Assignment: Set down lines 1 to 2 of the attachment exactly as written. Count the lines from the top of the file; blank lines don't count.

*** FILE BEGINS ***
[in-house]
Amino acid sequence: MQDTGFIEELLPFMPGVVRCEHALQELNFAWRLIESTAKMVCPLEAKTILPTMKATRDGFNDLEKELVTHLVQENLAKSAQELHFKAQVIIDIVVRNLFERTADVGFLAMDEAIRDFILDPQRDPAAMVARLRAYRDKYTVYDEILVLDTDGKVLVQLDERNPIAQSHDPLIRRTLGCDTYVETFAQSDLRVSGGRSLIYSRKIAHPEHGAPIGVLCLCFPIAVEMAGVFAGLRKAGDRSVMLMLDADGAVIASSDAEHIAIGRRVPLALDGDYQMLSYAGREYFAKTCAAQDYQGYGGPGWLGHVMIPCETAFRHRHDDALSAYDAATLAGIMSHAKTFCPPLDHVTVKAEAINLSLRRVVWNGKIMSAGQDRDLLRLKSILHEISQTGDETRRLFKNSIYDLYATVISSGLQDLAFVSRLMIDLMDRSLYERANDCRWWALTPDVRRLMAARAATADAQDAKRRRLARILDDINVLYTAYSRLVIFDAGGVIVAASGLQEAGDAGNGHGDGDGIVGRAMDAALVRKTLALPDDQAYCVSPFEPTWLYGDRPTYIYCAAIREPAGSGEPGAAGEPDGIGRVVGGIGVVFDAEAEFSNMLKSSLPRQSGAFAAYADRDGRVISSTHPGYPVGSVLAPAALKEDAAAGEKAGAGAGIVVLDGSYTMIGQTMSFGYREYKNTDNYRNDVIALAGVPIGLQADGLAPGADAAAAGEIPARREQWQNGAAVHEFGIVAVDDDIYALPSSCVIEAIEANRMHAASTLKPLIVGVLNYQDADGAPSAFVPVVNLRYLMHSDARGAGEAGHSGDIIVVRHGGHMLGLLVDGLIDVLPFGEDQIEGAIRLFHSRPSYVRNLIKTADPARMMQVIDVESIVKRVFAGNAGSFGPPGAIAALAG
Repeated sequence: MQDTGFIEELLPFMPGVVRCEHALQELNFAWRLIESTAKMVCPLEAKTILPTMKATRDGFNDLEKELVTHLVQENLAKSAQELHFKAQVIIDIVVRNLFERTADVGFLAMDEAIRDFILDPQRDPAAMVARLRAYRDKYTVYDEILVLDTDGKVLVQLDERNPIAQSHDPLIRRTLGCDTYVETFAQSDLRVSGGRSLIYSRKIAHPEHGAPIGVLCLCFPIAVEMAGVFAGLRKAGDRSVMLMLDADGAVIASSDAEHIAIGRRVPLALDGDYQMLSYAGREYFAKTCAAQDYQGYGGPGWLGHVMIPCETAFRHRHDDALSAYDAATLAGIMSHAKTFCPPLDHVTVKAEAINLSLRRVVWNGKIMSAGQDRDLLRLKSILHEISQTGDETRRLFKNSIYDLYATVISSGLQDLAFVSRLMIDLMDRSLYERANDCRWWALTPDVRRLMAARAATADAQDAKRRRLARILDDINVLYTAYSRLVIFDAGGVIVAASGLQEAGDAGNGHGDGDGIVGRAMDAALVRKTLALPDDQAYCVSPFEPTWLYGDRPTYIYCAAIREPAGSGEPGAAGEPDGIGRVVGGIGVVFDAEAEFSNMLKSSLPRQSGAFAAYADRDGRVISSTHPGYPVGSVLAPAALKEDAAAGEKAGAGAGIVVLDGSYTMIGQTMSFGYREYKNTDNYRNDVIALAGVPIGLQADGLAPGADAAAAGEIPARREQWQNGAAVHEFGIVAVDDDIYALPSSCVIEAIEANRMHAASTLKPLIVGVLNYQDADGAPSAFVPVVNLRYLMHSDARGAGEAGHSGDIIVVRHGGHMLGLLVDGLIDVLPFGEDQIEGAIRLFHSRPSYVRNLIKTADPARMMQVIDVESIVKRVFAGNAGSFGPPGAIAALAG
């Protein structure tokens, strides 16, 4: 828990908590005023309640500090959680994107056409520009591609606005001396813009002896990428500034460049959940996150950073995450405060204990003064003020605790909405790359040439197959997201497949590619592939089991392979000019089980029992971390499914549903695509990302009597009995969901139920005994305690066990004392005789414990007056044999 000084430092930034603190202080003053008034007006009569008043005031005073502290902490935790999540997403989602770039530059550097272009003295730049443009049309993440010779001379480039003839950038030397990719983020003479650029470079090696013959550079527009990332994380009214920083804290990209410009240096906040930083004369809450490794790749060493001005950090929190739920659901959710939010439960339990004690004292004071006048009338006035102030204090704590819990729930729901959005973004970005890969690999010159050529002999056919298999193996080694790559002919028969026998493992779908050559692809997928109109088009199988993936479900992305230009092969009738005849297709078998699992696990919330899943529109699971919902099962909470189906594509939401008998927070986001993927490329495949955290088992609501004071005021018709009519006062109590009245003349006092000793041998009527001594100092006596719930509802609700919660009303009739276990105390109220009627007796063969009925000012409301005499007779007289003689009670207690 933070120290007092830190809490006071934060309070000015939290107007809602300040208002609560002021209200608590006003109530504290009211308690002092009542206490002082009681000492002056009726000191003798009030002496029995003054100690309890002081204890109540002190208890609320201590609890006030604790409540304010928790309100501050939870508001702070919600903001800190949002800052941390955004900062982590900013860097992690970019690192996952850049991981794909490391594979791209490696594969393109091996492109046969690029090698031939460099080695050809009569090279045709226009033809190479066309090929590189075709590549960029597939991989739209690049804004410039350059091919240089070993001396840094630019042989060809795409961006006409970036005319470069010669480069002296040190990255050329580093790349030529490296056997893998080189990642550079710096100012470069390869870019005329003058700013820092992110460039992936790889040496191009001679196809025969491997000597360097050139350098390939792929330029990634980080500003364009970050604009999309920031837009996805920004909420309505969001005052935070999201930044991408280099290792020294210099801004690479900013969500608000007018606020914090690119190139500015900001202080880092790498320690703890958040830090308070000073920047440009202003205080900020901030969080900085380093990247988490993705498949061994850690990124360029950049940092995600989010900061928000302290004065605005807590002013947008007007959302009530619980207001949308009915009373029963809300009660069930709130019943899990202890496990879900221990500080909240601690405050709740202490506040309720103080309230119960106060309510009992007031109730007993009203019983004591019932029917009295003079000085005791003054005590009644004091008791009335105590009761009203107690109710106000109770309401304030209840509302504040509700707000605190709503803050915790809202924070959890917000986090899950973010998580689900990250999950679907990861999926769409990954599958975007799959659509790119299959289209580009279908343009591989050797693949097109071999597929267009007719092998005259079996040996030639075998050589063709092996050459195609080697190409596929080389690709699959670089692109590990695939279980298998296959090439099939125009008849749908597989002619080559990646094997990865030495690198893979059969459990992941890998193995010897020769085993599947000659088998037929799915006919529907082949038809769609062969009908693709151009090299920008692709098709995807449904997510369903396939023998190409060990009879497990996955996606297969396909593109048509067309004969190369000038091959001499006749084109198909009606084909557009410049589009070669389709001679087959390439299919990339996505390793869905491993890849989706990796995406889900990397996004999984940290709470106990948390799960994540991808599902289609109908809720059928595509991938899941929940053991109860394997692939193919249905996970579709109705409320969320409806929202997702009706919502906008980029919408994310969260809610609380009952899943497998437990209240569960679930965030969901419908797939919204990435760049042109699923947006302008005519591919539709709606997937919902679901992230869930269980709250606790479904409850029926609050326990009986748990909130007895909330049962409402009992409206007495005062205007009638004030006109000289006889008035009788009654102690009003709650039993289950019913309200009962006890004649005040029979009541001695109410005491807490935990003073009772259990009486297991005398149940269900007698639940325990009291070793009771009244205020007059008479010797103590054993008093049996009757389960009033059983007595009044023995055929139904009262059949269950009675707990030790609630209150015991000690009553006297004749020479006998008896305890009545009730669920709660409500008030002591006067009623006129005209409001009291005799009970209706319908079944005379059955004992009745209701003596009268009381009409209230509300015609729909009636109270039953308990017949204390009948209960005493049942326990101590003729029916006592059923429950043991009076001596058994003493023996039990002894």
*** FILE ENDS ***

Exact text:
[in-house]
Amino acid sequence: MQDTGFIEELLPFMPGVVRCEHALQELNFAWRLIESTAKMVCPLEAKTILPTMKATRDGFNDLEKELVTHLVQENLAKSAQELHFKAQVIIDIVVRNLFERTADVGFLAMDEAIRDFILDPQRDPAAMVARLRAYRDKYTVYDEILVLDTDGKVLVQLDERNPIAQSHDPLIRRTLGCDTYVETFAQSDLRVSGGRSLIYSRKIAHPEHGAPIGVLCLCFPIAVEMAGVFAGLRKAGDRSVMLMLDADGAVIASSDAEHIAIGRRVPLALDGDYQMLSYAGREYFAKTCAAQDYQGYGGPGWLGHVMIPCETAFRHRHDDALSAYDAATLAGIMSHAKTFCPPLDHVTVKAEAINLSLRRVVWNGKIMSAGQDRDLLRLKSILHEISQTGDETRRLFKNSIYDLYATVISSGLQDLAFVSRLMIDLMDRSLYERANDCRWWALTPDVRRLMAARAATADAQDAKRRRLARILDDINVLYTAYSRLVIFDAGGVIVAASGLQEAGDAGNGHGDGDGIVGRAMDAALVRKTLALPDDQAYCVSPFEPTWLYGDRPTYIYCAAIREPAGSGEPGAAGEPDGIGRVVGGIGVVFDAEAEFSNMLKSSLPRQSGAFAAYADRDGRVISSTHPGYPVGSVLAPAALKEDAAAGEKAGAGAGIVVLDGSYTMIGQTMSFGYREYKNTDNYRNDVIALAGVPIGLQADGLAPGADAAAAGEIPARREQWQNGAAVHEFGIVAVDDDIYALPSSCVIEAIEANRMHAASTLKPLIVGVLNYQDADGAPSAFVPVVNLRYLMHSDARGAGEAGHSGDIIVVRHGGHMLGLLVDGLIDVLPFGEDQIEGAIRLFHSRPSYVRNLIKTADPARMMQVIDVESIVKRVFAGNAGSFGPPGAIAALAG